Teaching Preschoolers How Snow Is Formed
26 SEP 2017
When the long-anticipated white stuff starts falling from the sky, chances are that your ever-inquisitive preschooler will start up with questions like, "Why is it snowing?" or "Where does snow come from?" Instead of just shrugging your shoulders, teach your little learner how snow is formed through a few fun-filled lessons and activities you can do together at home.
1 Winter Weather
Before getting technical -- or at least as technical as you can get with your 3-year-old -- start your snow formation lesson with an introduction to winter weather. Remind your child that there's no possibility of snow falling from the sky if the weather isn't cold enough. To get this point across, talk to him about the winter season and how it differs from summer, spring and fall. Talk about major points, such as the drop in temperature. Ask your child to tell you what he wears in the winter -- sweater, warm coat, scarf, hat, mittens -- and why he needs to bundle up. If the winter season is upon you, go outside and measure the temperature with a thermometer. Go back indoors and take the temperature in a heated room to compare the two environments.
2 Liquid and Solid
Rain, sleet and snow all come from the same thing: water. Without water, you can't have a wintry mix or just plain snow. Help your preschooler to learn about this concept, and show her how water turns into snowflakes, with a state-of-matter activity. If you have snow that is easily accessible, bring a snowball inside and place it in a plastic container or a bowl. Ask your child if the snow is "solid" (easy to hold) or if it is a liquid like her favorite drink. Check back in on the snow in 15-minute intervals to observe how it changes from one state to another. When it is fully a liquid, ask your child what it looks like now. This can help her to understand that snow comes from water and enable her to see the changes it goes through.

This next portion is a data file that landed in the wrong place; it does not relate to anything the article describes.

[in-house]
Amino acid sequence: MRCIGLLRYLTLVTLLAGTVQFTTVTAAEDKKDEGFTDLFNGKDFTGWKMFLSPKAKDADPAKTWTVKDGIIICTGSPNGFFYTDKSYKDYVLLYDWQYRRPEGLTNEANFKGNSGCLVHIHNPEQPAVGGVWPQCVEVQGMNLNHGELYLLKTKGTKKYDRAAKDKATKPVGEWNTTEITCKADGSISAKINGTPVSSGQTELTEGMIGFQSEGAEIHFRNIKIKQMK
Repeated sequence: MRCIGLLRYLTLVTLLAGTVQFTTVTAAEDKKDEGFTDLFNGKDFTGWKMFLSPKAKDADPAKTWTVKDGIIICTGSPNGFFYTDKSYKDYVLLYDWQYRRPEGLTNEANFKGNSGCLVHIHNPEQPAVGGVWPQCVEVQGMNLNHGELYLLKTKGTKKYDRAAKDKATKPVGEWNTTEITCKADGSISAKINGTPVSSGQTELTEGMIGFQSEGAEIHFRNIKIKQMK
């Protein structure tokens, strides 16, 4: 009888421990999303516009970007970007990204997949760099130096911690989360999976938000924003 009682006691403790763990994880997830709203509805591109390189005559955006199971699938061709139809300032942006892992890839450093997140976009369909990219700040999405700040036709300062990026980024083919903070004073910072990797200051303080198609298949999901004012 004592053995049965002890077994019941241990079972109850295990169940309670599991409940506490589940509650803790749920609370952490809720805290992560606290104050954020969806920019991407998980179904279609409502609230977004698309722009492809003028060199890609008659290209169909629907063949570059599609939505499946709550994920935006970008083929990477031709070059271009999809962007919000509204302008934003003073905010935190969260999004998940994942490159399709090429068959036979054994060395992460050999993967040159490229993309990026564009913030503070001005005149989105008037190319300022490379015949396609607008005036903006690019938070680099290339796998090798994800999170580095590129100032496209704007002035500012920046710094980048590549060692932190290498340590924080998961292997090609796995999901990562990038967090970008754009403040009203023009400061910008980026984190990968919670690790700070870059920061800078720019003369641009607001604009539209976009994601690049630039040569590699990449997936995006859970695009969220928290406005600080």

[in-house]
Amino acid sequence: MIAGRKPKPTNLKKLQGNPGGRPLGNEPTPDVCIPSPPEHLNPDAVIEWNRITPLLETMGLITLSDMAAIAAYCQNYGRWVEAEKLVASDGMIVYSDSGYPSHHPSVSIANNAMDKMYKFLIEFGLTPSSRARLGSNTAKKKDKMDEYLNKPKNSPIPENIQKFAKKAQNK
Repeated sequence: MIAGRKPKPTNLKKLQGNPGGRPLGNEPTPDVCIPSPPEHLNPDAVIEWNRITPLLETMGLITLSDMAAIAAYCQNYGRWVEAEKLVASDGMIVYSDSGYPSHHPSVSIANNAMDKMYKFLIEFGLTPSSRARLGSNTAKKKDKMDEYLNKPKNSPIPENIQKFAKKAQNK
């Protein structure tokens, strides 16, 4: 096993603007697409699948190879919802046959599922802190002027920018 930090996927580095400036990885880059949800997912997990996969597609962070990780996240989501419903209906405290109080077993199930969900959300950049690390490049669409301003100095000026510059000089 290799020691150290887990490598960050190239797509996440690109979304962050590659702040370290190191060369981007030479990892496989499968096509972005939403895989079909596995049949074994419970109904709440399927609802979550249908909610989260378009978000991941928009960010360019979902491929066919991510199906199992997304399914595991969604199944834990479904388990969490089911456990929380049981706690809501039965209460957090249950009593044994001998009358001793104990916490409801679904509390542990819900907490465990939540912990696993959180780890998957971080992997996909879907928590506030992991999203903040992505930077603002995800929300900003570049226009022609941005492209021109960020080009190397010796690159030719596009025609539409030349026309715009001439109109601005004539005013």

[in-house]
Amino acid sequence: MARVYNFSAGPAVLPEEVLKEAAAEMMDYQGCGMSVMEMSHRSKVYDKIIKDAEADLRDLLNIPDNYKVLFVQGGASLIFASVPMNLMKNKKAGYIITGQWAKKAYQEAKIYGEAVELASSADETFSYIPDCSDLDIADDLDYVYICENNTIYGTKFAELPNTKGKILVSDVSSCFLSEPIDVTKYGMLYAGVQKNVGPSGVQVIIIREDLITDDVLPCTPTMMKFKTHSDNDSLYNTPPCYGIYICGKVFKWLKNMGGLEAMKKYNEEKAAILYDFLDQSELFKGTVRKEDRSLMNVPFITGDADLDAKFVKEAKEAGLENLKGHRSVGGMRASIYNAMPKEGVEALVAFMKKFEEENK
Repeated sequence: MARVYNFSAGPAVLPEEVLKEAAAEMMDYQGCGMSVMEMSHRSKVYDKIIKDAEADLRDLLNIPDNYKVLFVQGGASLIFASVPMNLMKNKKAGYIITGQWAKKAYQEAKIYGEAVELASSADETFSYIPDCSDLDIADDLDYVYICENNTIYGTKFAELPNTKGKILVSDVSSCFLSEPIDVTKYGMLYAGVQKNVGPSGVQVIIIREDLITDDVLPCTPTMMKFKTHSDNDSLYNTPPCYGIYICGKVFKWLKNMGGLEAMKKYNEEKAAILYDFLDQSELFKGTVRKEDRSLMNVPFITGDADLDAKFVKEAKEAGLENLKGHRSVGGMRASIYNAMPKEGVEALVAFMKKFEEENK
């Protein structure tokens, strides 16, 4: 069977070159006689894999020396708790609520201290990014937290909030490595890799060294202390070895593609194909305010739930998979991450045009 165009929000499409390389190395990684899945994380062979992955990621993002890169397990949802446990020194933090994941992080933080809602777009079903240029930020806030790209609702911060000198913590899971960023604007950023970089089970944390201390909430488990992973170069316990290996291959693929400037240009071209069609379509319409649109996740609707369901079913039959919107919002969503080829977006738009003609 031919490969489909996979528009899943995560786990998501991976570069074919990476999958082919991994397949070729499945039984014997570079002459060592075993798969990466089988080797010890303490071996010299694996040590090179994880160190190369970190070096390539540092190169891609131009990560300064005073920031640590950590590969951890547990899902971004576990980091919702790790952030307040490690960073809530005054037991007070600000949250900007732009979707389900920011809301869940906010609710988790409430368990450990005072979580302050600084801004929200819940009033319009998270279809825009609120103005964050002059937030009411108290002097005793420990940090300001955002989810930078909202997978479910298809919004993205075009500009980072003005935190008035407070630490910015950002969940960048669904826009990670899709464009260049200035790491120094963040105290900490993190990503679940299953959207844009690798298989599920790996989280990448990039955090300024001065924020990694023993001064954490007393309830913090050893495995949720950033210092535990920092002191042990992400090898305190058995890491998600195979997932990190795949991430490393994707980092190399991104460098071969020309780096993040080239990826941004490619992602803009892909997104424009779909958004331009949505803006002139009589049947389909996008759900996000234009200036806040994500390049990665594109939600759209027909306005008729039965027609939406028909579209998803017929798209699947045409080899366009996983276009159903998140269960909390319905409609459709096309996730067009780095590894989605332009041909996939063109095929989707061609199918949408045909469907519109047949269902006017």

3 Ice Exploration
Teaching your preschooler how snow is formed need not include a lengthy lecture on environmental processes and scientific theories. Instead, try a simple ice exploration in which you turn water from a liquid to a solid. Treat this lesson as the opposite of the "melting snow into water" experiment. Start with a cup of water. Pour it into an ice cube tray and place the liquid in a chilly freezer. Another option is to place it outside on a frosty day. After it chills, take out a piece of ice and encourage your child to touch it gently to feel just how cold it is. Use a cheese grater, or other similar kitchen tool, to shave off some of the ice into "snowflakes." Never allow your child to do this part, as the grater can easily cut or injure little hands.
You can't always have all of the answers to your child's questions every time he asks why. When teaching your preschooler about how snow is formed, add in a picture book or two to help the process along. Choose a book that focuses on snow, such as "The First Snow" by David Christiana, "The Big Snow" by Berta Hader or "When Winter Comes" by Nancy Van Laan. As you're reading the books to your child, ask him how he thinks snow is formed. Fill in the blanks for him -- with pages from the books -- if he doesn't seem to quite know the answer.